What qualifies as microinsurance in the Philippines?
Insurance involves pooling risk over a large number of similar units such as households, persons, or businesses. It protects people and businesses against financial loss by spreading their risk among large numbers, and is similar to the concept of “bayanihan.”
Insurance is not an investment. You are not after financial gain. It is for protection against financial losses and involves exchanging the uncertain prospect of large losses for the certainty of small, regular premium products.
Term life is benefits paid to beneficiaries upon death. It is typically recommended for the breadwinners or those with dependents. Disability insurance is benefits paid to beneficiaries upon disability. Credit insurance ensures that loan principal and interest is paid by the insurance company upon death, rather than your estate.
Crop insurance offers protection against poor crop yields as well as recovery benefits from natural disasters. It is mainly utilized by farmers. Health insurance covers medical costs for illnesses and injuries. Property insurance covers damage, destruction, and theft of household assets. Business owners can also insure inventory and equipment at their stores and warehouses.
According to the Republic Act 10607 Amended Insurance Code, microinsurance is defined as meeting the risk protection needs of the poor. The “micro-” places emphasis on the fact that those with smaller incomes are the target policy holders. OFW’s can purchase microinsurance for loved ones back home so that the burden of having to personally absorb risk when loved ones are exposed to risks.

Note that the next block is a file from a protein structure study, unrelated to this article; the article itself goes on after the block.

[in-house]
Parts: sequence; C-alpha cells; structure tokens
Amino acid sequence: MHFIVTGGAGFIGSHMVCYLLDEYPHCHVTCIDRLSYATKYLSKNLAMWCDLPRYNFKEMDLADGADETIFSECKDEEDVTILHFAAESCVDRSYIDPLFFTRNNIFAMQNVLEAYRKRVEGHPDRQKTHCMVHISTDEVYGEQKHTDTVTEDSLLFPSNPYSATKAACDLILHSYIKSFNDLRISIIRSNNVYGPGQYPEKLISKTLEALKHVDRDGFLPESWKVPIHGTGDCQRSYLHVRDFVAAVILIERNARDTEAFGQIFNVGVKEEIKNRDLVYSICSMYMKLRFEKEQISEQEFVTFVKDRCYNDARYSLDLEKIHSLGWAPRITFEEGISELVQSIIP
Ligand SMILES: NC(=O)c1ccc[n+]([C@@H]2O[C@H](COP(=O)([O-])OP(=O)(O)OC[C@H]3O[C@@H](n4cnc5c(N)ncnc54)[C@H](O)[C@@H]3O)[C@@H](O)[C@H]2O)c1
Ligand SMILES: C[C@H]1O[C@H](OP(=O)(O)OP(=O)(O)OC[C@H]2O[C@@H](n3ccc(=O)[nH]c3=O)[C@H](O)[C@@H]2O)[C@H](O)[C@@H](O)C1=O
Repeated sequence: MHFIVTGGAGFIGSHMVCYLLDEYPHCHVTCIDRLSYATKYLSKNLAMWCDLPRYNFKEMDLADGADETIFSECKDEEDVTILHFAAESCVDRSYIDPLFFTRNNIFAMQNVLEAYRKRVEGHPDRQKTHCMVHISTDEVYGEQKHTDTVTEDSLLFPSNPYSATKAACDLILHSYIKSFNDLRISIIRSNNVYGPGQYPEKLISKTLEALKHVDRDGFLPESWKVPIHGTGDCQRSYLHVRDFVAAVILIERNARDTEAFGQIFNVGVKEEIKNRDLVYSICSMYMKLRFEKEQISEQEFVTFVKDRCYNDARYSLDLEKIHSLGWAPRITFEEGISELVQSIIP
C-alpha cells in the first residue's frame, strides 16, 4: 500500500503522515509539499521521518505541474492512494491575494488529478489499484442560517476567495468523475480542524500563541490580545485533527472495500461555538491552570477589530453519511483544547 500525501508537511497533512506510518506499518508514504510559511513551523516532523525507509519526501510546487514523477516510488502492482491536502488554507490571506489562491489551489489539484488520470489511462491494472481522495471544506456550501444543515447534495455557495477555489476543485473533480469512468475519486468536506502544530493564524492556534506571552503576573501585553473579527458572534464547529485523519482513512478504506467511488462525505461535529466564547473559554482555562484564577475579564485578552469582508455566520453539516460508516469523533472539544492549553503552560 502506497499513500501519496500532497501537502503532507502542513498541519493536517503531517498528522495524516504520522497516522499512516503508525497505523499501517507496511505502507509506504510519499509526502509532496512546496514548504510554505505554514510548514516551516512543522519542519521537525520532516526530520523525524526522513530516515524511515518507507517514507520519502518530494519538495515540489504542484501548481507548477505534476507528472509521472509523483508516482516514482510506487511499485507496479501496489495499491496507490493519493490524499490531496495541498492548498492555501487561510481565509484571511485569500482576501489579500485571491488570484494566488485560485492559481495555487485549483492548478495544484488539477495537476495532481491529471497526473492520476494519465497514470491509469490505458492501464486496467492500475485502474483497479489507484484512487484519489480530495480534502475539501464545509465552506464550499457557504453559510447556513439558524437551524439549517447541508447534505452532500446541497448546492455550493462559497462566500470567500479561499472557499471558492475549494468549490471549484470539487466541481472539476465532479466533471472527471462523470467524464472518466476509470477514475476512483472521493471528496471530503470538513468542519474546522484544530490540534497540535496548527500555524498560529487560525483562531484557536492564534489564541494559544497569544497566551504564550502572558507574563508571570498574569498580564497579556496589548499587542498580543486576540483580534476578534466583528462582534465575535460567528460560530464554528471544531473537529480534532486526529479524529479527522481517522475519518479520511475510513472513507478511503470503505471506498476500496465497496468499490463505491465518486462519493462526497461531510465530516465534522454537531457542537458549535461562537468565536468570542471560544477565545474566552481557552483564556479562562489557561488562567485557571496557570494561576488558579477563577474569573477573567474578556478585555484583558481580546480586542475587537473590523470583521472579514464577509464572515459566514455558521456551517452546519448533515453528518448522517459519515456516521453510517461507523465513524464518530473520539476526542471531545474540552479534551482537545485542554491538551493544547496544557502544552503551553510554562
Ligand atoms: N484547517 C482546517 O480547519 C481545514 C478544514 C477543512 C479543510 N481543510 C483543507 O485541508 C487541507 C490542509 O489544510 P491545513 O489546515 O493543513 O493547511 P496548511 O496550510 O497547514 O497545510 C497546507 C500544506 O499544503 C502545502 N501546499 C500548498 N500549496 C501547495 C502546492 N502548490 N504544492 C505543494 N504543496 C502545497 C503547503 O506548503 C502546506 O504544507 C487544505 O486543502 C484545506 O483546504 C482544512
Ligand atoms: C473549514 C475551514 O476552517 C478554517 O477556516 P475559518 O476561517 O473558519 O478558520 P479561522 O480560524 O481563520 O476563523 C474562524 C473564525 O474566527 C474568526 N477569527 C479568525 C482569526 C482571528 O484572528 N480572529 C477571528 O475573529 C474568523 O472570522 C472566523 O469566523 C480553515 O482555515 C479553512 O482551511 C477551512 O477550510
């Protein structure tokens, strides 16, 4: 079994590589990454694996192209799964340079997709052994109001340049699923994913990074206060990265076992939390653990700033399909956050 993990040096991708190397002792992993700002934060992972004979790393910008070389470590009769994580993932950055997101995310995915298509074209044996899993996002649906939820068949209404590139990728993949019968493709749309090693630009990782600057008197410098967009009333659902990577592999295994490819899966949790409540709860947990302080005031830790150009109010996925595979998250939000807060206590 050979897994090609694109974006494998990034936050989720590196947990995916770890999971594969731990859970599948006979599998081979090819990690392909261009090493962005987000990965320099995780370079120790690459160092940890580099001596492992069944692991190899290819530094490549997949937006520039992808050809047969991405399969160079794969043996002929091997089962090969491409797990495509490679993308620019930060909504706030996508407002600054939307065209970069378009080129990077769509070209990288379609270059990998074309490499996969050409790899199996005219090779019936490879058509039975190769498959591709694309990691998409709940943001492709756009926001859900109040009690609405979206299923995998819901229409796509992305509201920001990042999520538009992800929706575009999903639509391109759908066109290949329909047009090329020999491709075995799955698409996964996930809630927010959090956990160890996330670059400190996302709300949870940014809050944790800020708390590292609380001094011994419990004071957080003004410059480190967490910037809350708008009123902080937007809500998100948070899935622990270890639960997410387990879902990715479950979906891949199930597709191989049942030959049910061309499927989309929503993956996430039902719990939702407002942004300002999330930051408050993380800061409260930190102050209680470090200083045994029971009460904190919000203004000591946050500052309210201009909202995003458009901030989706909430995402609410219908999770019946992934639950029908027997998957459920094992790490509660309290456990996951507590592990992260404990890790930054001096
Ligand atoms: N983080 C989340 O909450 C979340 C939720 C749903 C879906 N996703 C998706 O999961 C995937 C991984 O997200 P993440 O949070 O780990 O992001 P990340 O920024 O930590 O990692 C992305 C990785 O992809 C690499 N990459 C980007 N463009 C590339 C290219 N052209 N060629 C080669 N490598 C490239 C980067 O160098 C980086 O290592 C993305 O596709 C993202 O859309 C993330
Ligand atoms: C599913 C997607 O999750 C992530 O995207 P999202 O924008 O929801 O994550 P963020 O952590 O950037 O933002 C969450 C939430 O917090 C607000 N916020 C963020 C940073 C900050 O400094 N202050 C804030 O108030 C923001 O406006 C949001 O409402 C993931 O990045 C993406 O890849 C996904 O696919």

Furthermore, the premiums, fees, and charges of microinsurance do not exceed 7.5% of the policyholders’ current daily minimum wage. This means that for a daily income of PhP 570, the premium will not exceed ~PhP 15,600 for the year. The current benefits will not exceed x1000 the daily minimum wage, equivalent to PhP 570,000 to continue to be called a microinsurance.
Formal insurance is insurance provided by insurance corporations and co-operations and are regulated by the insurance commission. Although both corporation and co-ops are “for profit’ setups, co-ops are owned by the members. Rapisura recommends Mutual Benefit Associations (MBAs) or cooperative insurance, as it prioritizes the welfare of the people over the generation of profits.
Informal insurance refers to collectives such as damayan-based schemes, where insurance is a non-profit community endeavor. Hybrid insurance is a combination of formal and informal insurance. Public insurances are the social safety nets provided by the government such as the Universal Health Care Act and PhilHealth.